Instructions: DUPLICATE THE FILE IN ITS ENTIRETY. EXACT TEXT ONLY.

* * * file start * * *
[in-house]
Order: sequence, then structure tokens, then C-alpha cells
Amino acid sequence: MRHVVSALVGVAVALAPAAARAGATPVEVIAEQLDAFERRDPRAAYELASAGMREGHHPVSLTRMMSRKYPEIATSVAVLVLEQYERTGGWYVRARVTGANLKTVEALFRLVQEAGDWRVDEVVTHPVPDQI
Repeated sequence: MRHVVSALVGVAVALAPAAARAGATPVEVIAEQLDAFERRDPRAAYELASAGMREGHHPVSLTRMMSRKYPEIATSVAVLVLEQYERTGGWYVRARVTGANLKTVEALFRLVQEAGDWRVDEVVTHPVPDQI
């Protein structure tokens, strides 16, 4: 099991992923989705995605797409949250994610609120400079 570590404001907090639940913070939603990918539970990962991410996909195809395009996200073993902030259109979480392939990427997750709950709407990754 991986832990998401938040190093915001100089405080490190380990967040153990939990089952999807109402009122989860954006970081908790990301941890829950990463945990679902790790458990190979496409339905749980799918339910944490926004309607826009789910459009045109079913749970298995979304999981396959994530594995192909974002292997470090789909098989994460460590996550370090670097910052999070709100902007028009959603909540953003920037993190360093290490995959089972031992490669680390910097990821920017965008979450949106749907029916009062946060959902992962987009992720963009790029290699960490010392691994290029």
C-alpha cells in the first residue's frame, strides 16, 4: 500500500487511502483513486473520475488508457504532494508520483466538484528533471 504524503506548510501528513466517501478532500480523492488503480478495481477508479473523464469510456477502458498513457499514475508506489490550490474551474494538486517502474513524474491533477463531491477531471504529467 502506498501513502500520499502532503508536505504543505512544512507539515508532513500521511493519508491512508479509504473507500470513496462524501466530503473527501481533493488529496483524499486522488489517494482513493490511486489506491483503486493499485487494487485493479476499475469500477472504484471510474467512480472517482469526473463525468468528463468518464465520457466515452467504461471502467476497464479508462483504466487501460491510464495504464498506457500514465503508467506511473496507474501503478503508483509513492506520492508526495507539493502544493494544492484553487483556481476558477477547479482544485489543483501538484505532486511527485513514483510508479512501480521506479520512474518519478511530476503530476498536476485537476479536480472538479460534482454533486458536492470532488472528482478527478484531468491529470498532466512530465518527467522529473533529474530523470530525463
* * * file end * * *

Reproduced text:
[in-house]
Order: sequence, then structure tokens, then C-alpha cells
Amino acid sequence: MRHVVSALVGVAVALAPAAARAGATPVEVIAEQLDAFERRDPRAAYELASAGMREGHHPVSLTRMMSRKYPEIATSVAVLVLEQYERTGGWYVRARVTGANLKTVEALFRLVQEAGDWRVDEVVTHPVPDQI
Repeated sequence: MRHVVSALVGVAVALAPAAARAGATPVEVIAEQLDAFERRDPRAAYELASAGMREGHHPVSLTRMMSRKYPEIATSVAVLVLEQYERTGGWYVRARVTGANLKTVEALFRLVQEAGDWRVDEVVTHPVPDQI
């Protein structure tokens, strides 16, 4: 099991992923989705995605797409949250994610609120400079 570590404001907090639940913070939603990918539970990962991410996909195809395009996200073993902030259109979480392939990427997750709950709407990754 991986832990998401938040190093915001100089405080490190380990967040153990939990089952999807109402009122989860954006970081908790990301941890829950990463945990679902790790458990190979496409339905749980799918339910944490926004309607826009789910459009045109079913749970298995979304999981396959994530594995192909974002292997470090789909098989994460460590996550370090670097910052999070709100902007028009959603909540953003920037993190360093290490995959089972031992490669680390910097990821920017965008979450949106749907029916009062946060959902992962987009992720963009790029290699960490010392691994290029």
C-alpha cells in the first residue's frame, strides 16, 4: 500500500487511502483513486473520475488508457504532494508520483466538484528533471 504524503506548510501528513466517501478532500480523492488503480478495481477508479473523464469510456477502458498513457499514475508506489490550490474551474494538486517502474513524474491533477463531491477531471504529467 502506498501513502500520499502532503508536505504543505512544512507539515508532513500521511493519508491512508479509504473507500470513496462524501466530503473527501481533493488529496483524499486522488489517494482513493490511486489506491483503486493499485487494487485493479476499475469500477472504484471510474467512480472517482469526473463525468468528463468518464465520457466515452467504461471502467476497464479508462483504466487501460491510464495504464498506457500514465503508467506511473496507474501503478503508483509513492506520492508526495507539493502544493494544492484553487483556481476558477477547479482544485489543483501538484505532486511527485513514483510508479512501480521506479520512474518519478511530476503530476498536476485537476479536480472538479460534482454533486458536492470532488472528482478527478484531468491529470498532466512530465518527467522529473533529474530523470530525463